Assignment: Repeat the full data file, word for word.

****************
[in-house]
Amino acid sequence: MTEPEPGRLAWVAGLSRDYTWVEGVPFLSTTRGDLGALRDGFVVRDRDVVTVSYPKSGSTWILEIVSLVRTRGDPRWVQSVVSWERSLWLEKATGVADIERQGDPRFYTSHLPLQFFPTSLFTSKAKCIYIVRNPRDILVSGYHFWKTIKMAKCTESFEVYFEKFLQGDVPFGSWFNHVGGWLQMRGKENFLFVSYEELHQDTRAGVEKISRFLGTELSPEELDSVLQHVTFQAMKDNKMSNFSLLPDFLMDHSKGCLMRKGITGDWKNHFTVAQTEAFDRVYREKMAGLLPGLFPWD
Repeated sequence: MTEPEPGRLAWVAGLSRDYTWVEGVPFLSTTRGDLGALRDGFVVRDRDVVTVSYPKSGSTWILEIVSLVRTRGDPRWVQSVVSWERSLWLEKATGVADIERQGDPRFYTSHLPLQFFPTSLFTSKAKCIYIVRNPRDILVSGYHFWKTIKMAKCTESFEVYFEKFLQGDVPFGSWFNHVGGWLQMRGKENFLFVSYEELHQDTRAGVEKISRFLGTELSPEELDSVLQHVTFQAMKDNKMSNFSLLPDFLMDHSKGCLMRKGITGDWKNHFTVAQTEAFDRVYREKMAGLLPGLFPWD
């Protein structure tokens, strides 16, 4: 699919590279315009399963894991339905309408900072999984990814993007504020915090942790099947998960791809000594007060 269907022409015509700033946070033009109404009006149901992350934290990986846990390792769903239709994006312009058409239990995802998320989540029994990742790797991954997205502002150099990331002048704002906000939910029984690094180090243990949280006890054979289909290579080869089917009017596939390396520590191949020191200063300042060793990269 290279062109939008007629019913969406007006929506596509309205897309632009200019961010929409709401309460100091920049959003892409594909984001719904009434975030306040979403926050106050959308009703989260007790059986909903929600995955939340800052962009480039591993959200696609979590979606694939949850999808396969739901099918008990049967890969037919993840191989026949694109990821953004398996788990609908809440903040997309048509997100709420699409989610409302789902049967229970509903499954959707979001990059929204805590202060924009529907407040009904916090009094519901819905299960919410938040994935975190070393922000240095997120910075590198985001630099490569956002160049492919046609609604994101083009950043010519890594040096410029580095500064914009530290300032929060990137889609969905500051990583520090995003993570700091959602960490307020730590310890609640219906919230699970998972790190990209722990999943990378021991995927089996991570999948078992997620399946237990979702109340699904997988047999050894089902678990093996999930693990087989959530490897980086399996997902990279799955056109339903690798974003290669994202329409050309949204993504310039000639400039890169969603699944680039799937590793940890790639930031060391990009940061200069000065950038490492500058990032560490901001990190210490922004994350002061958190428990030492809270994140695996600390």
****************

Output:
[in-house]
Amino acid sequence: MTEPEPGRLAWVAGLSRDYTWVEGVPFLSTTRGDLGALRDGFVVRDRDVVTVSYPKSGSTWILEIVSLVRTRGDPRWVQSVVSWERSLWLEKATGVADIERQGDPRFYTSHLPLQFFPTSLFTSKAKCIYIVRNPRDILVSGYHFWKTIKMAKCTESFEVYFEKFLQGDVPFGSWFNHVGGWLQMRGKENFLFVSYEELHQDTRAGVEKISRFLGTELSPEELDSVLQHVTFQAMKDNKMSNFSLLPDFLMDHSKGCLMRKGITGDWKNHFTVAQTEAFDRVYREKMAGLLPGLFPWD
Repeated sequence: MTEPEPGRLAWVAGLSRDYTWVEGVPFLSTTRGDLGALRDGFVVRDRDVVTVSYPKSGSTWILEIVSLVRTRGDPRWVQSVVSWERSLWLEKATGVADIERQGDPRFYTSHLPLQFFPTSLFTSKAKCIYIVRNPRDILVSGYHFWKTIKMAKCTESFEVYFEKFLQGDVPFGSWFNHVGGWLQMRGKENFLFVSYEELHQDTRAGVEKISRFLGTELSPEELDSVLQHVTFQAMKDNKMSNFSLLPDFLMDHSKGCLMRKGITGDWKNHFTVAQTEAFDRVYREKMAGLLPGLFPWD
């Protein structure tokens, strides 16, 4: 699919590279315009399963894991339905309408900072999984990814993007504020915090942790099947998960791809000594007060 269907022409015509700033946070033009109404009006149901992350934290990986846990390792769903239709994006312009058409239990995802998320989540029994990742790797991954997205502002150099990331002048704002906000939910029984690094180090243990949280006890054979289909290579080869089917009017596939390396520590191949020191200063300042060793990269 290279062109939008007629019913969406007006929506596509309205897309632009200019961010929409709401309460100091920049959003892409594909984001719904009434975030306040979403926050106050959308009703989260007790059986909903929600995955939340800052962009480039591993959200696609979590979606694939949850999808396969739901099918008990049967890969037919993840191989026949694109990821953004398996788990609908809440903040997309048509997100709420699409989610409302789902049967229970509903499954959707979001990059929204805590202060924009529907407040009904916090009094519901819905299960919410938040994935975190070393922000240095997120910075590198985001630099490569956002160049492919046609609604994101083009950043010519890594040096410029580095500064914009530290300032929060990137889609969905500051990583520090995003993570700091959602960490307020730590310890609640219906919230699970998972790190990209722990999943990378021991995927089996991570999948078992997620399946237990979702109340699904997988047999050894089902678990093996999930693990087989959530490897980086399996997902990279799955056109339903690798974003290669994202329409050309949204993504310039000639400039890169969603699944680039799937590793940890790639930031060391990009940061200069000065950038490492500058990032560490901001990190210490922004994350002061958190428990030492809270994140695996600390």